As a member of the gaming press, Fan Expo has always been a little hit or miss for me. While it’s great to see major studios like Ubisoft, Bethesda and Warner Bros. increasing their presence at the show, Fan Expo has never offered much in the way of news. 2014 was no exception. The playable demos are primarily recycled from E3 or other closed-door press events, which are far more useful if you’re planning to write about a game.
Of course, Fan Expo (which ended Sunday) is not E3 and is appropriately staged with an eye towards fans rather than the media. For members of the general public, Fan Expo represents a lone chance to get some hands on time with major titles like Assassin’s Creed: Unity or The Evil Within. There’s nothing wrong with that.
But it still feels like a wasted opportunity. While Toronto has one of the richest independent game development communities in the world, many of the top local studios are in Seattle for PAX instead of home for Fan Expo, and I can’t say I blame them. Seattle’s dedicated gaming con has a much higher density of industry and media professionals than a generalist con like Fan Expo. The buzz generated from a good showing at PAX far outweighs the publicity generated domestically.
But wouldn’t it be nice if it were otherwise?
Fan Expo attracts enough people to compete with more well-known destination conventions like PAX. Unfortunately, the focus is almost exclusively on merchandise, so it seldom offers anything worth covering for anyone outside the city. I think Toronto deserves better.
Increasing the presence of local developers would be a huge first step in that direction. It’s unrealistic to expect independent developers to front booths like those staged by corporations like Microsoft and Sony, but the Indie Mega Booth at events like PAX has provided a spotlight for countless smaller titles and Toronto absolutely has the talent and pull to establish something similar at Fan Expo.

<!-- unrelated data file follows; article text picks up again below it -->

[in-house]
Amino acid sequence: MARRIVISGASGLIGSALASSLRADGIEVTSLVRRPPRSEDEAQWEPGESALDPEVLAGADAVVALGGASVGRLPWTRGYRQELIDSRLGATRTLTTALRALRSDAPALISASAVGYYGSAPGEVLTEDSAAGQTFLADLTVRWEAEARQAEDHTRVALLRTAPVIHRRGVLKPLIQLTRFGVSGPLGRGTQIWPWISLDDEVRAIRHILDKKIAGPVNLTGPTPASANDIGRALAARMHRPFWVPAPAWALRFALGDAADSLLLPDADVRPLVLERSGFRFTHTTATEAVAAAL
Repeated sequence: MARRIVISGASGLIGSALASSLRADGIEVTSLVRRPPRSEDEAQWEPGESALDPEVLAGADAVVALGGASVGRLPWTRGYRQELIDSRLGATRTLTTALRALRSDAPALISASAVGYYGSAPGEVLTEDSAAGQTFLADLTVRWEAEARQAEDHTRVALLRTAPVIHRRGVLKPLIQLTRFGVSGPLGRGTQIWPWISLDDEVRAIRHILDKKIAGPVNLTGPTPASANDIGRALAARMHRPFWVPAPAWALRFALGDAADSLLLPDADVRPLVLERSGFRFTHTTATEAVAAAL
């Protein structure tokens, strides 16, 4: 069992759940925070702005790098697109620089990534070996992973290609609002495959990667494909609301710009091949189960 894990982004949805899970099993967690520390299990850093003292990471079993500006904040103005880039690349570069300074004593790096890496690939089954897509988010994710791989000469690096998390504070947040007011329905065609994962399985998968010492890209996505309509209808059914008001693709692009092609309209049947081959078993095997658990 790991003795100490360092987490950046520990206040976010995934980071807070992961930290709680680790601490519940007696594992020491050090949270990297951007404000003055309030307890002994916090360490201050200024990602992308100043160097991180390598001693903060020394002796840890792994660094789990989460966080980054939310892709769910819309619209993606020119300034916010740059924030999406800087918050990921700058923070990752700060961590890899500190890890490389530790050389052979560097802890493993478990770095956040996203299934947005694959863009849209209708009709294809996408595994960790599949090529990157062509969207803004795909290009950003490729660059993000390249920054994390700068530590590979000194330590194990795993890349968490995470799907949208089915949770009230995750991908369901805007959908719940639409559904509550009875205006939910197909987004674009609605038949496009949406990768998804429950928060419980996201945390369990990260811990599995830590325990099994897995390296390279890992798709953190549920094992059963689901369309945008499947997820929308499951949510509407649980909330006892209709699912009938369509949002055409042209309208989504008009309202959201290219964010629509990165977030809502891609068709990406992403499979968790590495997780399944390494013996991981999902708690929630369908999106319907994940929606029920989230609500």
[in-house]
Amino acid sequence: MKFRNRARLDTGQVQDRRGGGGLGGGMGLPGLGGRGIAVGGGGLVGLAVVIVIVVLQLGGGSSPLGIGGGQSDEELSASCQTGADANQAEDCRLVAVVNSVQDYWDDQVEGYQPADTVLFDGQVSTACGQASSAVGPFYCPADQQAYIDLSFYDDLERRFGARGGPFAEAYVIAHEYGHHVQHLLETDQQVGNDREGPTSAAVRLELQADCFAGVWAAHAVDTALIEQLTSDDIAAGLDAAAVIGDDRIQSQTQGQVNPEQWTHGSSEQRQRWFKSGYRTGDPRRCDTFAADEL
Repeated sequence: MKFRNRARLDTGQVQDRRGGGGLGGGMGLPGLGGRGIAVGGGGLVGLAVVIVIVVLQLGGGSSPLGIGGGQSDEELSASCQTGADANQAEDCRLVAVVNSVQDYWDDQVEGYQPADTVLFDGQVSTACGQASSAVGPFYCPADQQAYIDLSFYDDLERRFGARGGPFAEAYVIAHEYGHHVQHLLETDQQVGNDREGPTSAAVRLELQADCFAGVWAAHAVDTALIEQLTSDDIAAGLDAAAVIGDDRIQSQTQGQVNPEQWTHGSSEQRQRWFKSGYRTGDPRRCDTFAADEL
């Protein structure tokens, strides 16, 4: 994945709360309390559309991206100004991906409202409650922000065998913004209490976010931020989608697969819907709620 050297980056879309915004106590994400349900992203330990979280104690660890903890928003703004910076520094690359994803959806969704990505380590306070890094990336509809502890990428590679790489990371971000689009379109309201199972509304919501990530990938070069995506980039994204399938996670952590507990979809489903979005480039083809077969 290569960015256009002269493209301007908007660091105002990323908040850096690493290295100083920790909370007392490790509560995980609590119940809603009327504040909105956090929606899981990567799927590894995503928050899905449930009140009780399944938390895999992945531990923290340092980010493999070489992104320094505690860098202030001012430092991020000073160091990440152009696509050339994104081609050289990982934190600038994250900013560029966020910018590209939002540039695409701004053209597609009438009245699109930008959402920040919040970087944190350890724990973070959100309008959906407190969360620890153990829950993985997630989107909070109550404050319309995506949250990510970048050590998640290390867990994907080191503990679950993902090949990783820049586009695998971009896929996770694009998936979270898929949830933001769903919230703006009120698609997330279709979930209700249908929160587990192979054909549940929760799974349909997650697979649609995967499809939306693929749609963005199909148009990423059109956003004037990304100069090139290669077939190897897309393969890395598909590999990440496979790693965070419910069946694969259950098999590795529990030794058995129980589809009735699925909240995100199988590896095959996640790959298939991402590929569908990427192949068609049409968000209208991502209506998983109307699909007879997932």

So why can’t we have an Indie Mega Booth at Fan Expo 2015? Concentrating multiple game projects in one section of the show floor – preferably in a central area conducive to foot traffic and flow – would be a major boon for both guests and developers. Gaming at a convention is inevitably social, and a booth that lends itself to digital and personal interaction has the potential to be one of the unexpected highlights for many attendees.
As it stands, the independent gaming presence is fragmented almost to the point of invisibility. This year, the Brampton Indie Booth was an excellent grassroots attempt to build something like a Mega Booth that provided a showcase for a handful of individual developers including Rokashi (I’m Fine) and David S. Gallant (I Get This Call Every Day). It’s a great way to put unconventional games in front of new audiences, but the scope needs to be bigger. You wouldn’t know the booth was there unless you were looking for it, and even then the setup is such that people are often (though not always) talking over tables rather than face to face.
That shouldn’t be the case. Publishers like Microsoft and Sony are focused on a global market so I don’t expect them to make big announcements at a regional convention like Fan Expo. That’s also why I think the organizers of Fan Expo should do a better job of highlighting independent developers. There’s less triple-A marketing noise, which means that a smaller project has a better chance of getting noticed and making an impact with a major push while 60,000 people are in the building. That media attention would help build the event itself, and that, in turn, attracts even more developers and fans.
As much as I like Fan Expo, the naked consumerism can be overwhelming, especially when so much of it is focused on the intellectual property of yesterday. Activities that are fun in their own right – and that don’t require any additional expenditure beyond the entrance fee – make it much easier to justify the cost of admission. Gaming can provide that value add, either through demos on the show floor or spectator-friendly events like those staged this weekend for League of Legends and Starcraft II (it was great to see Riot with such a strong turnout in 2014). Emphasizing the next generation of content creators would be a practical way to deliver something newsworthy while serving as a timely reminder of the passion that makes us fans in the first place.
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